Context: The activity supported by the artifact is
secondary to other activities, but will occasionally require the user's
full attention for a short time.
Interactive kiosk display
Poster or flyer for an event
Problem: How should this artifact relate spatially
to other artifacts that might share its space, and how can it best use
the space it has?
Solution: Use as much space as needed to make it
comprehensible, but no more; focus tightly on the activity by excluding
all but the commonest actions, information, etc. from the top level, but
let those common ones take whatever space they need. Use terminology
and images familiar to the user to describe these actions. Don't
be afraid of verbosity -- no one will go read a manual to figure out a
Helper Posture artifact, so what's there has to suffice! As Alan
Cooper points out, you may also use brighter colors and larger graphic
elements than you would use for a Sovereign
Posture artifact, because the user won't see it for long enough to
become irritated. In fact, they may use it so little that they forget
how to use it between times; design it with new users in mind.
The user is principally doing something else, and this shouldn't interfere
The user doesn't want the artifact around except for the short time that
The user has little or no incentive to spend time learning the artifact,
so its learning curve should be as short as possible.
Always remember that the user's primary interest is in some other activity.
When planning for the user's possible interactions with the artifact, you
should assume that the user may stop using it at any time to return to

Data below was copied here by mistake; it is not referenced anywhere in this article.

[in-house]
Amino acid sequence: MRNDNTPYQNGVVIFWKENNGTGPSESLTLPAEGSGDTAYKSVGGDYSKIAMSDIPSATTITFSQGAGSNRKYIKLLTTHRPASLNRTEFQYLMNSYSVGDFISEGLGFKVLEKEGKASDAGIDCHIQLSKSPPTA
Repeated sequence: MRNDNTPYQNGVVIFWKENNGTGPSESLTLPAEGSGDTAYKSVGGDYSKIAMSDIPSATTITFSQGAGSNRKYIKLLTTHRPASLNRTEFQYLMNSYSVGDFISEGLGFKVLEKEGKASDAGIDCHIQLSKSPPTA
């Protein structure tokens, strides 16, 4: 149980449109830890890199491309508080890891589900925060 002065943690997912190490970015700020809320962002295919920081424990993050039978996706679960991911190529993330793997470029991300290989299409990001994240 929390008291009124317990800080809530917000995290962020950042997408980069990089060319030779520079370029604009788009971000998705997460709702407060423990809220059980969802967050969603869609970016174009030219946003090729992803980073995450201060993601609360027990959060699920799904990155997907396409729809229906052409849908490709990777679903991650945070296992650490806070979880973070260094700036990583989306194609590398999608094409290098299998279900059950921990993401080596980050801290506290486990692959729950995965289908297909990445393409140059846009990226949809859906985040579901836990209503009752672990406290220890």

their primary activity. Remembered
State may be a helpful pattern to use, if the user may lose a significant
amount of effort by abruptly stopping or shutting down the Helper Posture
Resulting Context: As with Sovereign Posture, the
resulting context depends heavily upon which primary pattern you're building
the artifact around. Still, activities supported by this pattern
are generally pretty simple, so you can make the artifact's usage perfectly
obvious by using patterns like Step-by-step
Instructions (a common primary pattern for a Helper Posture artifact)
and Optional Detail On Demand.
Use Convenient Environment
Actions, of course, and Disabled
Irrelevant Things can help narrow down the user's available set of
actions even more than you've already done in the design of the artifact.
Notes: Adapted from "About Face," by Alan Cooper.
He called this pattern "Transient Posture."
Comments to: firstname.lastname@example.org
Last modified May 17, 1999
Copyright (c) 1999 by Jenifer Tidwell. All rights reserved.